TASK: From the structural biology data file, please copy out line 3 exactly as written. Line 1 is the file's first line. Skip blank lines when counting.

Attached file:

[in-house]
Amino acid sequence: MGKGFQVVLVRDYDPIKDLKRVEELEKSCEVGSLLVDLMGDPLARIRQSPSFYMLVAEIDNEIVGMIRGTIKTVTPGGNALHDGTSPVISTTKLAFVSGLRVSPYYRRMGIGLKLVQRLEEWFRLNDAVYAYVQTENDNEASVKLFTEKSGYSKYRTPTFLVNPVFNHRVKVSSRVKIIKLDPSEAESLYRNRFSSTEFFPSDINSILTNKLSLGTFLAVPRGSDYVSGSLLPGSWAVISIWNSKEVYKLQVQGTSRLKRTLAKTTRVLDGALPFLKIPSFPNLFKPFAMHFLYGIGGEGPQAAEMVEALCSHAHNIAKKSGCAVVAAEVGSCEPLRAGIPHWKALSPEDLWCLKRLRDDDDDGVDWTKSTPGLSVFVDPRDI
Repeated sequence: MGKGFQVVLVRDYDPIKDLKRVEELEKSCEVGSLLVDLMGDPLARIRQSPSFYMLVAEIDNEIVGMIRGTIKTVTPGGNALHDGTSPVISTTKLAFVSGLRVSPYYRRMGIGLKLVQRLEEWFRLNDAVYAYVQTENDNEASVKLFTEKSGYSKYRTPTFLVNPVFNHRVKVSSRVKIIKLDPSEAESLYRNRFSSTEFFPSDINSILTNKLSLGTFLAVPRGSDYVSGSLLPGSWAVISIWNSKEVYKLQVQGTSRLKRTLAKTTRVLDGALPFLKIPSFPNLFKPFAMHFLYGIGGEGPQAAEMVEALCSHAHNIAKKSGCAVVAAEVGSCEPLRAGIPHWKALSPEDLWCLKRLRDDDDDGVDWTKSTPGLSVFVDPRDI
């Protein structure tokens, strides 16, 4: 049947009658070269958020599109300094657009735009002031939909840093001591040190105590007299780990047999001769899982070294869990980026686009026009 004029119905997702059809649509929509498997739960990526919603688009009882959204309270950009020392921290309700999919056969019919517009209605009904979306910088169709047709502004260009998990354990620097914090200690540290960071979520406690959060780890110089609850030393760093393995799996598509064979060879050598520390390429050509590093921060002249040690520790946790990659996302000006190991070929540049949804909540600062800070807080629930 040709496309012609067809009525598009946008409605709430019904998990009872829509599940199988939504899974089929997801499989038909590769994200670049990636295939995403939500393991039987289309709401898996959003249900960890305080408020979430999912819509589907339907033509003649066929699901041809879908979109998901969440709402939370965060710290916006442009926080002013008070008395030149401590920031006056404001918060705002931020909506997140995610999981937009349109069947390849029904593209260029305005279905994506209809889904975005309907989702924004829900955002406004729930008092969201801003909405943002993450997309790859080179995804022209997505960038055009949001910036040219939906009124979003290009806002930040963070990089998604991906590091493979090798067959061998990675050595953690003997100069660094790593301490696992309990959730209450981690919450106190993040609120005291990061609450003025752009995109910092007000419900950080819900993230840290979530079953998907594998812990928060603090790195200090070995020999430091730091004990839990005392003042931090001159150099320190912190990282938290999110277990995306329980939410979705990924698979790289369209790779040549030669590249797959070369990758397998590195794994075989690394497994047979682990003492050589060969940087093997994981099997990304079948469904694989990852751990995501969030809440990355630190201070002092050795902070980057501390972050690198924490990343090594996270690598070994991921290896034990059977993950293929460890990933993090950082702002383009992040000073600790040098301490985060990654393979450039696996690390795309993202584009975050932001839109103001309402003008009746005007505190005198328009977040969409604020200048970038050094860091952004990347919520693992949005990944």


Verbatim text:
Repeated sequence: MGKGFQVVLVRDYDPIKDLKRVEELEKSCEVGSLLVDLMGDPLARIRQSPSFYMLVAEIDNEIVGMIRGTIKTVTPGGNALHDGTSPVISTTKLAFVSGLRVSPYYRRMGIGLKLVQRLEEWFRLNDAVYAYVQTENDNEASVKLFTEKSGYSKYRTPTFLVNPVFNHRVKVSSRVKIIKLDPSEAESLYRNRFSSTEFFPSDINSILTNKLSLGTFLAVPRGSDYVSGSLLPGSWAVISIWNSKEVYKLQVQGTSRLKRTLAKTTRVLDGALPFLKIPSFPNLFKPFAMHFLYGIGGEGPQAAEMVEALCSHAHNIAKKSGCAVVAAEVGSCEPLRAGIPHWKALSPEDLWCLKRLRDDDDDGVDWTKSTPGLSVFVDPRDI